Here, the forest floor appears less “messy.” This is due to the effects of decomposition and time. Forests have multiple stages of growth and house countless species, each with unique abilities, roles, and value.
Often, the smallest members of the forest do the most work breaking down leaf litter, downfall, and large fallen trees, returning nutrients to the system.
In an old growth forest, sunspots are smaller and disappear quickly. Plants who take up residence underneath the canopy here must tolerate shade well.
There is plenty of space between these giant trees. Due to a closed canopy, there are fewer saplings and gone are the tripping hazards from before. Walking about the forest becomes easy.
Eventually we arrived at the activists camp. Their camp—made, essentially, of a tarp strung up between trees—in the middle of deep-growth forest has two “rigs,” or liveable platforms, nestled high up, around 70 ft., in the trees.
In the camp, the rotating group of activists have plenty of food, water, and supplies — although they do often need buckets, rags, and duct tape. On the forest floor of the camp is a makeshift kitchen where food and hot coffee can be prepared. There’s also a sign that says “shitter” and directs to a human-made ditch for waste.
Here the goal is to constantly occupy and “to fight for the trees.”
In-between the two platforms high up in the tree was a banner that read “No Old Growth Logging in a Climate Crisis.” The latter two words encompassed with painted flames.
Marsh, an activist who was already in the camp, introduced themselves to us and spoke at length with Mary about the ecology of the surrounding area.
Marsh has spent a lot of time in the forests of Oregon and has developed a deep relationship with the trees.
“They provide a home to countless species and each one is important,” said Marsh.“The timber sale is an imminent danger to this ecosystem and all living things that rely on it, like the spotted owl and red tree vole, among other things.”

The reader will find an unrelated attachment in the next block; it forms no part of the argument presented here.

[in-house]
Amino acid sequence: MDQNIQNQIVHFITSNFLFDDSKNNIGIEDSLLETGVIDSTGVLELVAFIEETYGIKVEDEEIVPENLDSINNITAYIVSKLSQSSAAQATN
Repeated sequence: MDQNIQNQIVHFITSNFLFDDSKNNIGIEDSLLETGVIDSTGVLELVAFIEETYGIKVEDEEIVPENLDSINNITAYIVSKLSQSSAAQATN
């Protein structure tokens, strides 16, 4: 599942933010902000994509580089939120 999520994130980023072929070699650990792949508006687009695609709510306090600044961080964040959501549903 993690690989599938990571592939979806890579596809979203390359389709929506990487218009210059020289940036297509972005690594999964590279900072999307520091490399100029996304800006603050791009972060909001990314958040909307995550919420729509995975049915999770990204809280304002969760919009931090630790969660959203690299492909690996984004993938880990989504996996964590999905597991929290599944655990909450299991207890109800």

Marsh has also witnessed the effects of fire first hand as a previous wildland firefighter. They spent last summer fighting the Riverside fire outside of Portland.
“Fire burns differently in Old Growth, it creeps along the floor and burns with low intensity. Breaking down old wood and other forest debris, returning nutrients to the system.” Marsh further explained that in a replanted forest that’s not the story.
“Fire spreads rapidly in newly planted forests, not just on the forest floor, but from crown to crown and it takes down everything.” Marsh said.
We stayed for another hour-or-so getting to know the activists and about their protest. So far things in camp are quiet. The activists spend their time reading, playing guitar, and protecting the trees.
During our entire visit, one activist was perched quietly up in the tree-sit, enjoying the views, peacefully. The fast approaching fall weather, though, might change things, but for now the Cascadia Forest Defenders plan to sit and wait with the trees.
Eventually, we bid our hosts a good afternoon before returning on the trail back to our cars and the city, a seemingly different universe.